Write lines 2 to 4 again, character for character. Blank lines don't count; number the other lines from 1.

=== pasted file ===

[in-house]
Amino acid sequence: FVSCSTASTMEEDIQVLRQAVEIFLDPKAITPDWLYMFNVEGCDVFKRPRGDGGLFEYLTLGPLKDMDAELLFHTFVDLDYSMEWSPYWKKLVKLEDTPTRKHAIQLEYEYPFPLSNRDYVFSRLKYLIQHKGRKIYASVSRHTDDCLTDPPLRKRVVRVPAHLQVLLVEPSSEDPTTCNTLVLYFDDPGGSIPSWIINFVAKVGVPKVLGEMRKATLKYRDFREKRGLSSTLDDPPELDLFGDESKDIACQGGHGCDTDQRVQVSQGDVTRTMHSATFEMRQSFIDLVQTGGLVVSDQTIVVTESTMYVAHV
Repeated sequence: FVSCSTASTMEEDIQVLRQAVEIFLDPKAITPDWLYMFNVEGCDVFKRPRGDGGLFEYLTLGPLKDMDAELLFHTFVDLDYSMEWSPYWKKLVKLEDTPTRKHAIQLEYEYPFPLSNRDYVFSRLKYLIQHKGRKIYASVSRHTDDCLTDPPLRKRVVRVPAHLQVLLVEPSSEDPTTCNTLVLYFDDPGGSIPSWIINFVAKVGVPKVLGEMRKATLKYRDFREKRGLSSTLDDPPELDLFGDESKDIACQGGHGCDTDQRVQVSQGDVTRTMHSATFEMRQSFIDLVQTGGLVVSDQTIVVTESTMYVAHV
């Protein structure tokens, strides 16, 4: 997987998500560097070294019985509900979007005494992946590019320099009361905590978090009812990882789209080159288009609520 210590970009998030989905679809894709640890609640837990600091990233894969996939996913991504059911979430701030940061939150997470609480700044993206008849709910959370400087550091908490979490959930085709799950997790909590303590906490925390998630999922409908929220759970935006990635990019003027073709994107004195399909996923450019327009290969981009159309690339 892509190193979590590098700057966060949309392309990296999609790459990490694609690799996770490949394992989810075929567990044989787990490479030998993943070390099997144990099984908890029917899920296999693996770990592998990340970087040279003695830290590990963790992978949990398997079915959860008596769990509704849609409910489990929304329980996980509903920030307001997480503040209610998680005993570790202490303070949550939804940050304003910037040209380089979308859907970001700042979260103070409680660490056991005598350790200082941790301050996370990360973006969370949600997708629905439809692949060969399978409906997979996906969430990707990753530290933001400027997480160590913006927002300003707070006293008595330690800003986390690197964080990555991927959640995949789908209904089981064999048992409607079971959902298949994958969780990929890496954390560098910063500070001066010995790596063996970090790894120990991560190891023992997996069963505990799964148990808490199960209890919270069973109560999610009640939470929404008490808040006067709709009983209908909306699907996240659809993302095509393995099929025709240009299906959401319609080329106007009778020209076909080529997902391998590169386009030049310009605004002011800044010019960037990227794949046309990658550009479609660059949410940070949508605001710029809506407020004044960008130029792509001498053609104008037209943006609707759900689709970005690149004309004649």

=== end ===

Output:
Amino acid sequence: FVSCSTASTMEEDIQVLRQAVEIFLDPKAITPDWLYMFNVEGCDVFKRPRGDGGLFEYLTLGPLKDMDAELLFHTFVDLDYSMEWSPYWKKLVKLEDTPTRKHAIQLEYEYPFPLSNRDYVFSRLKYLIQHKGRKIYASVSRHTDDCLTDPPLRKRVVRVPAHLQVLLVEPSSEDPTTCNTLVLYFDDPGGSIPSWIINFVAKVGVPKVLGEMRKATLKYRDFREKRGLSSTLDDPPELDLFGDESKDIACQGGHGCDTDQRVQVSQGDVTRTMHSATFEMRQSFIDLVQTGGLVVSDQTIVVTESTMYVAHV
Repeated sequence: FVSCSTASTMEEDIQVLRQAVEIFLDPKAITPDWLYMFNVEGCDVFKRPRGDGGLFEYLTLGPLKDMDAELLFHTFVDLDYSMEWSPYWKKLVKLEDTPTRKHAIQLEYEYPFPLSNRDYVFSRLKYLIQHKGRKIYASVSRHTDDCLTDPPLRKRVVRVPAHLQVLLVEPSSEDPTTCNTLVLYFDDPGGSIPSWIINFVAKVGVPKVLGEMRKATLKYRDFREKRGLSSTLDDPPELDLFGDESKDIACQGGHGCDTDQRVQVSQGDVTRTMHSATFEMRQSFIDLVQTGGLVVSDQTIVVTESTMYVAHV
């Protein structure tokens, strides 16, 4: 997987998500560097070294019985509900979007005494992946590019320099009361905590978090009812990882789209080159288009609520 210590970009998030989905679809894709640890609640837990600091990233894969996939996913991504059911979430701030940061939150997470609480700044993206008849709910959370400087550091908490979490959930085709799950997790909590303590906490925390998630999922409908929220759970935006990635990019003027073709994107004195399909996923450019327009290969981009159309690339 892509190193979590590098700057966060949309392309990296999609790459990490694609690799996770490949394992989810075929567990044989787990490479030998993943070390099997144990099984908890029917899920296999693996770990592998990340970087040279003695830290590990963790992978949990398997079915959860008596769990509704849609409910489990929304329980996980509903920030307001997480503040209610998680005993570790202490303070949550939804940050304003910037040209380089979308859907970001700042979260103070409680660490056991005598350790200082941790301050996370990360973006969370949600997708629905439809692949060969399978409906997979996906969430990707990753530290933001400027997480160590913006927002300003707070006293008595330690800003986390690197964080990555991927959640995949789908209904089981064999048992409607079971959902298949994958969780990929890496954390560098910063500070001066010995790596063996970090790894120990991560190891023992997996069963505990799964148990808490199960209890919270069973109560999610009640939470929404008490808040006067709709009983209908909306699907996240659809993302095509393995099929025709240009299906959401319609080329106007009778020209076909080529997902391998590169386009030049310009605004002011800044010019960037990227794949046309990658550009479609660059949410940070949508605001710029809506407020004044960008130029792509001498053609104008037209943006609707759900689709970005690149004309004649």